First they interact with it as they would if they were using Facebook at home — either ignoring the story or engaging with it, by commenting, sharing, or following links. Then, for each story, the raters answer eight questions about how they felt about the story: stuff like how much they care about the person in the story, how welcome the story was in the News Feed, how entertaining they found the story, and how much the story connected them to friends and family. Finally, they must write approximately a paragraph explaining their overall feelings regarding the story. In addition, sometimes Facebook personnel from the Menlo Park mothership visit and quiz raters individually on their reactions to stories. “It’s a pretty intense process,” says Max Eulenstein, a News Feed product manager who has been shuttling back and forth to Knoxville since the project started on August 18, 2014.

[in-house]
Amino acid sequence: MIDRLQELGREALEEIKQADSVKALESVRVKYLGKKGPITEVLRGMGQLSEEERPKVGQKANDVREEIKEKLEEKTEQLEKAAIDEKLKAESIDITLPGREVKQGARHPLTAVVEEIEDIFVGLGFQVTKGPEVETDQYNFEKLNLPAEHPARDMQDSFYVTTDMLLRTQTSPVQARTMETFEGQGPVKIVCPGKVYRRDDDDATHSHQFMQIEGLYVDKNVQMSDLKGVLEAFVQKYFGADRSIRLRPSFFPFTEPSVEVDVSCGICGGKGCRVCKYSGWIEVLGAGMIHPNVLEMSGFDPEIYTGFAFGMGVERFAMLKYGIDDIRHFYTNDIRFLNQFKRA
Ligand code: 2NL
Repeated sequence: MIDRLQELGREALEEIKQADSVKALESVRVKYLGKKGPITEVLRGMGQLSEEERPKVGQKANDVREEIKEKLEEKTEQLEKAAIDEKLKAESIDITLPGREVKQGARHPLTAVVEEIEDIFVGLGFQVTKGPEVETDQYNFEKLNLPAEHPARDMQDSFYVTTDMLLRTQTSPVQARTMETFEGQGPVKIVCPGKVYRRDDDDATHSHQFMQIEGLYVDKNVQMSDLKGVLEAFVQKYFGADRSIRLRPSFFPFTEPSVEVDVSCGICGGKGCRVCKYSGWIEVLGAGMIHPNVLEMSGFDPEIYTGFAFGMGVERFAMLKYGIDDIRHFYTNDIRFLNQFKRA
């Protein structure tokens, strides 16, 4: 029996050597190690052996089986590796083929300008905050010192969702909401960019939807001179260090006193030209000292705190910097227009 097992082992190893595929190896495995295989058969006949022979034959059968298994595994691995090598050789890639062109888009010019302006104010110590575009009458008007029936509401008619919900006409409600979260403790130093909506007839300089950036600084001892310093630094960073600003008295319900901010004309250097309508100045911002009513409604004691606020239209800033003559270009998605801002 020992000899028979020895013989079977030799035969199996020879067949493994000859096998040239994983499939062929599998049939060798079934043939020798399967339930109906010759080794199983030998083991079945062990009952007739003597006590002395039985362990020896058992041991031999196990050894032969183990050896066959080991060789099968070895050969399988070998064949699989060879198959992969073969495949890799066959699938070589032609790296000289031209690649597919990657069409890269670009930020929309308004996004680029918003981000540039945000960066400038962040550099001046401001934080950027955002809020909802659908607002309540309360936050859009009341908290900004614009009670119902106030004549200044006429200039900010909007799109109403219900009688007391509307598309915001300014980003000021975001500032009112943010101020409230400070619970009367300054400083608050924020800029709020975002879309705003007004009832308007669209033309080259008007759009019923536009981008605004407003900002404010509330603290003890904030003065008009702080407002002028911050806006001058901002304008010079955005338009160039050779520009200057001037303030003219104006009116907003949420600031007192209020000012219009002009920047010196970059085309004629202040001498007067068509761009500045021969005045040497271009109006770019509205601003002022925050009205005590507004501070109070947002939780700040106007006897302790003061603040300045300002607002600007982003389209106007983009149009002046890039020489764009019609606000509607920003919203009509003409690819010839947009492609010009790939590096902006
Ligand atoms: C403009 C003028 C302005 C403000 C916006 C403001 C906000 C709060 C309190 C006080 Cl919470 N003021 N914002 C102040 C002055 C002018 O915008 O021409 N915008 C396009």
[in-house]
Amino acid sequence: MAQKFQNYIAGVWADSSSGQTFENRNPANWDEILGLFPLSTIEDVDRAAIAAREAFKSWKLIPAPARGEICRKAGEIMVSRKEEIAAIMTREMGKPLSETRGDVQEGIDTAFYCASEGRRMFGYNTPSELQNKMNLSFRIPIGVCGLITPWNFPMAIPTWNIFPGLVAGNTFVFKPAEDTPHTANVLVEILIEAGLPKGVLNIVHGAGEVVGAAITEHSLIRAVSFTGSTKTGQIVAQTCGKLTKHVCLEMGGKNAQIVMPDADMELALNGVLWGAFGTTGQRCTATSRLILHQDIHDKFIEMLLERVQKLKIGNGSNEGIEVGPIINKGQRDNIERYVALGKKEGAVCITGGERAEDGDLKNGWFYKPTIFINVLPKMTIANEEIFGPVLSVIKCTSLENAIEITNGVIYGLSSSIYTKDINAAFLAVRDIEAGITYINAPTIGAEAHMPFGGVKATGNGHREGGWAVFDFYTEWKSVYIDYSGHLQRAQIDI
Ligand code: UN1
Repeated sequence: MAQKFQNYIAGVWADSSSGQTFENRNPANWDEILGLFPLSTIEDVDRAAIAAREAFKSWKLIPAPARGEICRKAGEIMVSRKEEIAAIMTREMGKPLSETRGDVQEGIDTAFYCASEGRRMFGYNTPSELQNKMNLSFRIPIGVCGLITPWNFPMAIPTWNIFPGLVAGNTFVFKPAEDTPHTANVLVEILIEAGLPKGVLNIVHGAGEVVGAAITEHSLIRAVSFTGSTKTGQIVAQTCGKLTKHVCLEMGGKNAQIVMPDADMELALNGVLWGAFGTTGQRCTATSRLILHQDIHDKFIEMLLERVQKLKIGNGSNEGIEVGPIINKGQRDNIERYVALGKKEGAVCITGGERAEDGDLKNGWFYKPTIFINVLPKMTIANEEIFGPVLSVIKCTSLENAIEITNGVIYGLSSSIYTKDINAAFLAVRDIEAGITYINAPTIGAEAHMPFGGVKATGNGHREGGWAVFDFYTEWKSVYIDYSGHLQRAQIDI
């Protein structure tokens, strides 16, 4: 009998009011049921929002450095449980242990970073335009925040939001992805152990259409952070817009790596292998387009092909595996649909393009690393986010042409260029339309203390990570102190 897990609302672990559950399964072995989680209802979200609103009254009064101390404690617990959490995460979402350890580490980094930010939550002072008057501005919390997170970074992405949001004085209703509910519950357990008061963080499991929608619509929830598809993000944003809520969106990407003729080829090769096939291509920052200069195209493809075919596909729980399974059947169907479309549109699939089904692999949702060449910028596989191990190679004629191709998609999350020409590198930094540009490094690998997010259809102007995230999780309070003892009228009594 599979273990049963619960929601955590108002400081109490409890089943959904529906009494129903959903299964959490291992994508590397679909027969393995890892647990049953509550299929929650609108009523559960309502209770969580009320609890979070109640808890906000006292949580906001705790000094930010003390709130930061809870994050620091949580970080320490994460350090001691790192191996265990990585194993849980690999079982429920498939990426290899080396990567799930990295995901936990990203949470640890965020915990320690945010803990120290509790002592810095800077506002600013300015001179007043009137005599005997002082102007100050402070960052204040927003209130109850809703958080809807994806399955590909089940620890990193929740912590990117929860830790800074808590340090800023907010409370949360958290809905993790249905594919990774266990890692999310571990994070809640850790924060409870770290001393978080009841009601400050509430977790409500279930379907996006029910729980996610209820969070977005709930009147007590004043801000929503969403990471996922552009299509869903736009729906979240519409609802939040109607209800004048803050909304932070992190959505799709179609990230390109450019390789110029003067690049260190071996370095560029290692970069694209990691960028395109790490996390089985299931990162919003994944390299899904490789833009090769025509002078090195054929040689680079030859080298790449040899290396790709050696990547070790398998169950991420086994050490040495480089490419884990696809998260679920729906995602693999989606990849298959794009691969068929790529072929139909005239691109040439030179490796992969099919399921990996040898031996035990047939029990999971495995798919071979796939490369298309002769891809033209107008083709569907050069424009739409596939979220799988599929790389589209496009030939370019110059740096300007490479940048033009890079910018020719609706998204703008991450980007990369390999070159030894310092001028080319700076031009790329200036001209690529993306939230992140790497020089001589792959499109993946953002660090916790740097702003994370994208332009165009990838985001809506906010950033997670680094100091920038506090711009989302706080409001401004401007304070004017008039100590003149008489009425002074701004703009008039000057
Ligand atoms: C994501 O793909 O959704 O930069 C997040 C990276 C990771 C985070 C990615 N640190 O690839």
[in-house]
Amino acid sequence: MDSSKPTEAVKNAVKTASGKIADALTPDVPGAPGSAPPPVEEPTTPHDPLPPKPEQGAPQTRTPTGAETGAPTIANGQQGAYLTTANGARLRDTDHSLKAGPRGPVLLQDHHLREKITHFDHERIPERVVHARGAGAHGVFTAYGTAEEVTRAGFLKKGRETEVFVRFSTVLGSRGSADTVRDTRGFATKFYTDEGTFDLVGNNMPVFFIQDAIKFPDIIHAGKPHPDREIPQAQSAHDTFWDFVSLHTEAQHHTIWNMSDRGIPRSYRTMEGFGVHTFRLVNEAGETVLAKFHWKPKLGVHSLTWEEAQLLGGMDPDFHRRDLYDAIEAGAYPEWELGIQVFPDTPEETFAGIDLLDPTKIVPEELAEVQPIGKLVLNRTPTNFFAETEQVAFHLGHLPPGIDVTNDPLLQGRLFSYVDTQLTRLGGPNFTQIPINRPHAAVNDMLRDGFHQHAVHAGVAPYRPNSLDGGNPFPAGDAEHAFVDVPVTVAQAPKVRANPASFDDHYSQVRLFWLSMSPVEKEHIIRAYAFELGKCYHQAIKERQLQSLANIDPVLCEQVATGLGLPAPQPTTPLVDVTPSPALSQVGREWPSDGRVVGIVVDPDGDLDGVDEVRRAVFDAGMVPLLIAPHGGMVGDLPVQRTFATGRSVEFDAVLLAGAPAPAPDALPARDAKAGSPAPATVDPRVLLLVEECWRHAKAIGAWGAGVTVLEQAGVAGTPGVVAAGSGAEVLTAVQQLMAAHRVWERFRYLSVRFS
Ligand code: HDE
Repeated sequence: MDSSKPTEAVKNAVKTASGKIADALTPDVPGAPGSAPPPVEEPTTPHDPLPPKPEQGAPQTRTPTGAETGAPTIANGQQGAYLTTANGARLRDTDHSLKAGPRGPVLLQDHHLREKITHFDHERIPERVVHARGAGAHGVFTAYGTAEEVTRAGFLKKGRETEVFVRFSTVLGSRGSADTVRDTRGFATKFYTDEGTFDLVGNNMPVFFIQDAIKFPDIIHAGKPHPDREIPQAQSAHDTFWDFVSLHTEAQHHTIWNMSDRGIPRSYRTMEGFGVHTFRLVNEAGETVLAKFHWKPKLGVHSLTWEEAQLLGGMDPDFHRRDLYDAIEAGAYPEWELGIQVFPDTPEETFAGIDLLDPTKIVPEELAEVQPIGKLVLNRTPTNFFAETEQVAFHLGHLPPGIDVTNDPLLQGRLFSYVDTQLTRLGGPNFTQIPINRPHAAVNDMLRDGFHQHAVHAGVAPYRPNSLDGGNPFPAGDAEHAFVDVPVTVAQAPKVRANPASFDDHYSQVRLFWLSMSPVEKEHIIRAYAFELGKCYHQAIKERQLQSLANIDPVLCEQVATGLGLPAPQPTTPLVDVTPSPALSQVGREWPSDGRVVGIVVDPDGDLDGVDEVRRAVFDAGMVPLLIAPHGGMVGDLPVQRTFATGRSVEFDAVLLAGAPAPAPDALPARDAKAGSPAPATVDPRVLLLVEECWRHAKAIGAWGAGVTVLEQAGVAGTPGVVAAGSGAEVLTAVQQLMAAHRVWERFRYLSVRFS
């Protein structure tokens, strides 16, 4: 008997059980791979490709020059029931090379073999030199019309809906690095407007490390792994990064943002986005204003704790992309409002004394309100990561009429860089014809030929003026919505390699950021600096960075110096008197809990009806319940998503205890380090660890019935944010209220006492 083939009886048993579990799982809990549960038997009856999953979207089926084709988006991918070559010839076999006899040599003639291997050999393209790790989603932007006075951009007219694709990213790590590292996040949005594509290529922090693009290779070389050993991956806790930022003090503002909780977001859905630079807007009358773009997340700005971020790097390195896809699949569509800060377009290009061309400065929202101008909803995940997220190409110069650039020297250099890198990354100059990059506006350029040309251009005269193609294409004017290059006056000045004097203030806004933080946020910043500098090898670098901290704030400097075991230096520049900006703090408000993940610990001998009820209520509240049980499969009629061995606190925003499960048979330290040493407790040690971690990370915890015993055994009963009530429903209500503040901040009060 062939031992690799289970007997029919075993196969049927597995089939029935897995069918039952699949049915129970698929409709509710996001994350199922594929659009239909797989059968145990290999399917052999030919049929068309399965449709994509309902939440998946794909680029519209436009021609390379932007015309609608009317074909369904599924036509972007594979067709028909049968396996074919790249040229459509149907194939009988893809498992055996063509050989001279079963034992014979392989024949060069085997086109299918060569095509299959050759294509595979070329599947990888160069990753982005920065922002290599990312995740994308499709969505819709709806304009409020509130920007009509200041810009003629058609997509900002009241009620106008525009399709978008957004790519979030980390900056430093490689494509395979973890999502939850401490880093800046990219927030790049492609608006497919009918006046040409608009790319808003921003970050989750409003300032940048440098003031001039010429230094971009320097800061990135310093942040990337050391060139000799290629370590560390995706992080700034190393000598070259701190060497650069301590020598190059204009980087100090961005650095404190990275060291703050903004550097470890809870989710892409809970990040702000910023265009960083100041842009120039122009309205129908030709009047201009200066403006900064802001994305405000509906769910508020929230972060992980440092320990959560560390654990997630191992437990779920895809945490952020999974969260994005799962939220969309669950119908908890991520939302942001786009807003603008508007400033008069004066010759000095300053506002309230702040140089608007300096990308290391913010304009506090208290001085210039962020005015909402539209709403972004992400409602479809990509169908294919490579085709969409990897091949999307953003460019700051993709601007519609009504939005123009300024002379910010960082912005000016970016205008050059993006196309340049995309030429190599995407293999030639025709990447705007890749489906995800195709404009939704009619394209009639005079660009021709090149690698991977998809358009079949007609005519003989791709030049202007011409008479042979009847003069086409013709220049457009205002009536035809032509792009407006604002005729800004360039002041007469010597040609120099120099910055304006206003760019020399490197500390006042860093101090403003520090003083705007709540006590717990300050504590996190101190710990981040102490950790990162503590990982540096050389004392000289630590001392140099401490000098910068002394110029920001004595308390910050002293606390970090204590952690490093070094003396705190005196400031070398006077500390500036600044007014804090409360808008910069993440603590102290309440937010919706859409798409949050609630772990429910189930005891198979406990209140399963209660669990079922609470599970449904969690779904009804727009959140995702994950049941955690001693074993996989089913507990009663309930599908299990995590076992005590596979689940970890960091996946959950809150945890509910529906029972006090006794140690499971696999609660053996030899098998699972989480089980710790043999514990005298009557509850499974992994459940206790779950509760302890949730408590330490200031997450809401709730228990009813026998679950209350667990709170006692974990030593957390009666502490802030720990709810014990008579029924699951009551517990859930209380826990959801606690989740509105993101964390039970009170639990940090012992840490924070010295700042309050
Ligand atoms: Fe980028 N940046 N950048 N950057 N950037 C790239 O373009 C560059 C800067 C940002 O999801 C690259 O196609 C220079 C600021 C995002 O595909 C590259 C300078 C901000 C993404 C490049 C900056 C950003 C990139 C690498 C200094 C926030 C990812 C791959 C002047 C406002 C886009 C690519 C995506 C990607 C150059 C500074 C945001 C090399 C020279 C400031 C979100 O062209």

More recently, Facebook has expanded the project to 600 people around the country, working four hours a day from home. Those numbers will soon expand to the thousands. Finally, Facebook envisions some sort of direct questioning to its entire population.

“We can ask people what topics they’re interested in, and promote things about sports if you like sports, demote news if you don’t like news,” says Mosseri. “Some of those insights will be useful in evaluating very specific ranking changes, and some will be useful in terms of product changes.”

But even in these early stages, the News Feed team says that the project is yielding some valuable findings. According to Mosseri, Facebook wants News Feed to do three things: “One is connecting you to your friends and family—that’s the fundamental value that Facebook is based on,” he says. “The second is to inform about things that you might be interested in, whether it’s news or sports scores or how to wash your jeans. And the third thing is to entertain you, whether it’s make you laugh or show you videos or trailers.” By pigeonholing content in those buckets, he says, Facebook is able to judge which kinds of stories its raters welcomed, and why.